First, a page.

Homepage > Joss Whedon’s Tv Series > Buffy The Vampire Slayer > News > Bang-up ’Buffy’ box set sends stake through heart of undying (...)
Buffy The Vampire SlayerBang-up ’Buffy’ box set sends stake through heart of undying fan
Sunday 4 December 2005, by Webmaster
Fanaticism, I think, is a lot like a better version of herpes. A sometimes brief, sometimes extended but always torrid affair with someone (Stanley Kubrick, Fiona Apple) or something (Harry Potter) you love leaves you dazed and confused and infected for life long after the said someone or something is gone. Kubrick’s death leaves you wondering how much better “A.I.” would have been had he directed it; Apple takes a slow six years constructing her extraordinary “Machine;” J.K. Rowling is writing the seventh and final “Harry Potter” installment as we speak.
Lucky for us, as the years go by and the meds kick in, the flare-ups become fewer and farther between. Sure, they range from the mild (a guest spot on a shitty sitcom, a lackluster live album) to the moderate (a decent spin-off, a reunion tour) to the entirely severe (an awesome adaptation, a definitive box set), but they never quite approach those first dizzy days of infectious fandom.
I had one such flare-up over Thanksgiving. The morning before I left for break, I picked up a weighty and not-so-mysterious box from the mail center. This, it seemed, was the moment I’d been waiting for. This was the expectedly belated, just-shipped birthday present from my parents I’d been waiting for. This was the “Buffy, the Vampire Slayer Chosen Collection” I’d been waiting for. Seven seasons, 40 discs and 144 episodes all in one glorious, shining box (Mr. Pointy replica sadly excluded).
Unfortunately, I had to explain the contents of my mystery box to nearly everyone I ran into that day. What did I get in response? Laughter. Jeers. Sarcasm. It seems the name of “Buffy” still warrants a requisite grin or two from those who are uninformed of its brilliance. Seriously? Go to hell. I mean, Buffy’s already been there, like, twice.
To say that “Buffy” is my favorite TV show ever would be a tragic understatement. For someone who subsided on “Seinfeld” and “Simpsons” reruns through most of high school, Joss Whedon’s dark and daring dramedy was one of few programs that ever held my attention for a full 50 minutes. I initially scoffed at the series when my older sis introduced me to it in 1997, but by the time I reached the ninth grade I was sporting a Sunnydale High School shirt, earned the nickname “Angel” in my geometry class (as per my gel-fringed hair) and toted a tin “Buffy” lunchbox about school. Anyone who knows me also knows that my inspired-by-the-show-screenname once led me to be mistaken for two hot young females rather than one nerdy, high-school aged “BtVS” fan. And then, of course, there’s the Buffy action figure I got for my 16th birthday (I say action figure because saying “doll” would just be embarrassing).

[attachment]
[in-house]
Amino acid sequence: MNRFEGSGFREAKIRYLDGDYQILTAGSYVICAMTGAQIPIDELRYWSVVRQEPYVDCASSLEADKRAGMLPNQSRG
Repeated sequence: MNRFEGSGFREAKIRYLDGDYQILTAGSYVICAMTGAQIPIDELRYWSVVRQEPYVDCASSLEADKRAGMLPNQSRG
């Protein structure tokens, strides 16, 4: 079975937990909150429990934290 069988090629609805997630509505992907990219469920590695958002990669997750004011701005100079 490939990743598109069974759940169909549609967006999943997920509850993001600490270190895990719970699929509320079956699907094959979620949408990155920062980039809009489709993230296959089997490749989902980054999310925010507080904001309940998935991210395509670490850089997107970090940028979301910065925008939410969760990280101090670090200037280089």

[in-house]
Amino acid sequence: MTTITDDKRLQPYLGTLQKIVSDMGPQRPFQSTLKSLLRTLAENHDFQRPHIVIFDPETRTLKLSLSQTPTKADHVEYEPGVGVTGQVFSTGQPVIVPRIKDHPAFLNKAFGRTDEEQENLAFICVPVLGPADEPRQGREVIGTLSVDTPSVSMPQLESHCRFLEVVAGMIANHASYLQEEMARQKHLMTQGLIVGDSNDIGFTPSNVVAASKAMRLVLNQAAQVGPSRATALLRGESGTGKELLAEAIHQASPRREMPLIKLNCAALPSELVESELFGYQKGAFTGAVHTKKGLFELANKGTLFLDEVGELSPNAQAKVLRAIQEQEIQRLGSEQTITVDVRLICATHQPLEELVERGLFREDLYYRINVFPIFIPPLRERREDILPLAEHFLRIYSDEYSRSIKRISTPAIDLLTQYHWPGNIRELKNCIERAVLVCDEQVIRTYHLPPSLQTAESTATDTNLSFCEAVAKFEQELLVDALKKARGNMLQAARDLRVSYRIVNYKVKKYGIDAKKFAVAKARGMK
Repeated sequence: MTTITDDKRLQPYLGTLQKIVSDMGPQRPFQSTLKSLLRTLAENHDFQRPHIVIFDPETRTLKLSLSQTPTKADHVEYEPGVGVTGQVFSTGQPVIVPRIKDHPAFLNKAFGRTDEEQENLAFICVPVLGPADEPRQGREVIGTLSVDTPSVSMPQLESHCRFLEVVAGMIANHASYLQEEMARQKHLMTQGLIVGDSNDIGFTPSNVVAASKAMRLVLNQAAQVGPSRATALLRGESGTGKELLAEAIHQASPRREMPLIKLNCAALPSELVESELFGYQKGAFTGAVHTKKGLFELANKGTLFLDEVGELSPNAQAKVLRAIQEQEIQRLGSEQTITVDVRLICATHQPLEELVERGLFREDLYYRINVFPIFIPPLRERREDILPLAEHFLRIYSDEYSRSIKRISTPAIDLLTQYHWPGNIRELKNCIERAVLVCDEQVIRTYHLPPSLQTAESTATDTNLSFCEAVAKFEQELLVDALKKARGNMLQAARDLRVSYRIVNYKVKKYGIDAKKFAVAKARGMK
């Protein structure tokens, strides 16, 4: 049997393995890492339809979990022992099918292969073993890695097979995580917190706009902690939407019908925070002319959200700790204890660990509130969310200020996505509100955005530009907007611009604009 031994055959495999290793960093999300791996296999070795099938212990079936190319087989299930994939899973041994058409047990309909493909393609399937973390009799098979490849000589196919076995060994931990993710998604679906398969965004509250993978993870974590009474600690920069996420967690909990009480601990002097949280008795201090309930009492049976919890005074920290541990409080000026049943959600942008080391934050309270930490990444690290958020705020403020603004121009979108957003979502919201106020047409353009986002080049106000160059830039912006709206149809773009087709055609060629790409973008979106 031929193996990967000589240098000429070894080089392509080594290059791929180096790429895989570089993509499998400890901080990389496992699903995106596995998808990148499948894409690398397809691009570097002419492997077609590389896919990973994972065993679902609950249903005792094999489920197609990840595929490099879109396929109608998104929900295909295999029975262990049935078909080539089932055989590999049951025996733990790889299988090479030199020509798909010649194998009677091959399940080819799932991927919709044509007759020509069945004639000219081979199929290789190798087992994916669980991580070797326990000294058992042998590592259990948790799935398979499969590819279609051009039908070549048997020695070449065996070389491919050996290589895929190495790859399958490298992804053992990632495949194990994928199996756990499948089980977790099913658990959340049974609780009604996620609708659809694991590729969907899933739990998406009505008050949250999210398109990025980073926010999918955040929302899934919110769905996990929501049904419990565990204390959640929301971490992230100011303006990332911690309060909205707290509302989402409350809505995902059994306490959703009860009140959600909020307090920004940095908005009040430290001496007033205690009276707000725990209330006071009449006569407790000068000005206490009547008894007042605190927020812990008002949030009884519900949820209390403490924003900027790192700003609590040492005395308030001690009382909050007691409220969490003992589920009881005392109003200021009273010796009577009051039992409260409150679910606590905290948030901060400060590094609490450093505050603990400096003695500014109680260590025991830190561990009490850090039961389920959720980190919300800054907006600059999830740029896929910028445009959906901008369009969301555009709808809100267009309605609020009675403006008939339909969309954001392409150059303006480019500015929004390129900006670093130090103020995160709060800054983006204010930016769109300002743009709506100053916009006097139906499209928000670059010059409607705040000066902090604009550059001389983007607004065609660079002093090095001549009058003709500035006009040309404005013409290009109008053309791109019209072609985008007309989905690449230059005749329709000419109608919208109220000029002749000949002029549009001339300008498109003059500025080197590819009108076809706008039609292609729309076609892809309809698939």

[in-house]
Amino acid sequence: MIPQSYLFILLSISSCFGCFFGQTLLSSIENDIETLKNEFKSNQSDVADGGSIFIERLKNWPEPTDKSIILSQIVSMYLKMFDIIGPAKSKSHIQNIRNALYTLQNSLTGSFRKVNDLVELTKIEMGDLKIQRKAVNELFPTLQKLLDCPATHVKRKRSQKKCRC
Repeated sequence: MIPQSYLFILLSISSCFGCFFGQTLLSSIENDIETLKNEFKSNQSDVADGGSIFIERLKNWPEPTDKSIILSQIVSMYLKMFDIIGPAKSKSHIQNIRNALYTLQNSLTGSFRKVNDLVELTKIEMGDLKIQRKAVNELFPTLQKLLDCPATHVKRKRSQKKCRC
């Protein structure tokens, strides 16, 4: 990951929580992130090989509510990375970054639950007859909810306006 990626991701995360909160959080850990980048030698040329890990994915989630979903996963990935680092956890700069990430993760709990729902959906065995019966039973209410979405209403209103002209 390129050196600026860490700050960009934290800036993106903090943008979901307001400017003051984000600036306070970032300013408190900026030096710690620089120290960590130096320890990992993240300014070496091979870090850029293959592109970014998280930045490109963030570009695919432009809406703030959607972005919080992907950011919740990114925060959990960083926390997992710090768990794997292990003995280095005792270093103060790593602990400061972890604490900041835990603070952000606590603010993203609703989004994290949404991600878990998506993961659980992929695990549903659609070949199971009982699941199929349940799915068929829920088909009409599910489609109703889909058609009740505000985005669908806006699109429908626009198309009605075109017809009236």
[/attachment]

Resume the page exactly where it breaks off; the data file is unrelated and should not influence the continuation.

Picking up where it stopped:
By the time I reached college, however, “Buffy” had — thanks to near unanimous critical praise and an ever-growing network of nerds like me — overcome its schlocky moniker and achieved at least peripheral status in the pop culture pantheon. Though my interest in the show waned slightly after graduating high school, a visit to campus by Jane Espenson (one of the show’s most prominent writer-producers) during my sophomore year re-riled my slayer sympathies and found me more devoted to the show than ever.
“Buffy” may lack the kinetic, addictive quality of “The O.C.” or the tear-jerking melodrama of “Dawson’s Creek” (my other primetime faves) — but the show’s very refusal to settle into one definable genre is exactly what makes it so infinitely watchable. Witness the writers mercilessly toy with tongue-in-cheek references to high school and college demons as Buffy tries to slay both; marvel at the most heartbreaking (and probably only) mortal-vampire love affair ever to grace the small screen; watch as Sarah Michelle Gellar effortlessly evolves Buffy from stake-wielding Valley Girl to grown-up surrogate mom with major mortality issues.
This is the stuff of genius, from the demon-makes-us-dance musical ep (“Once More, With Feeling”) to the demons-stole-our-voices silent ep (“Hush”) to the sex-is-evil one-two punch of “Surprise” and “Innocence.” Even more brilliant? All of the aforementioned episodes are from different seasons (sixth, fourth and second, respectively). There’s nary a weak link in the Buffyverse.
Thus, on that fateful November evening with “Buffy” box set in hand, I barely knew where to begin. Executive producer (and geek god) Joss Whedon never turned his back on the show and, well, it shows.
I spent most of Thanksgiving break revisiting the best of the “Buffy” bunch before settling in for the long haul; Buffy and Angel’s tormented romance, Willow’s transformation into sexy lesbian witch, Spike’s struggle with or without a soul — they all play out equally well on repeat viewings.
I have a feeling this outbreak won’t go away soon. I’m barely two discs deep and there’s always a whole world of love, hate and pain just an episode away. So thanks a lot Mrs. Freddie Prinze, Jr. You gave me herpes.
3 Forum messages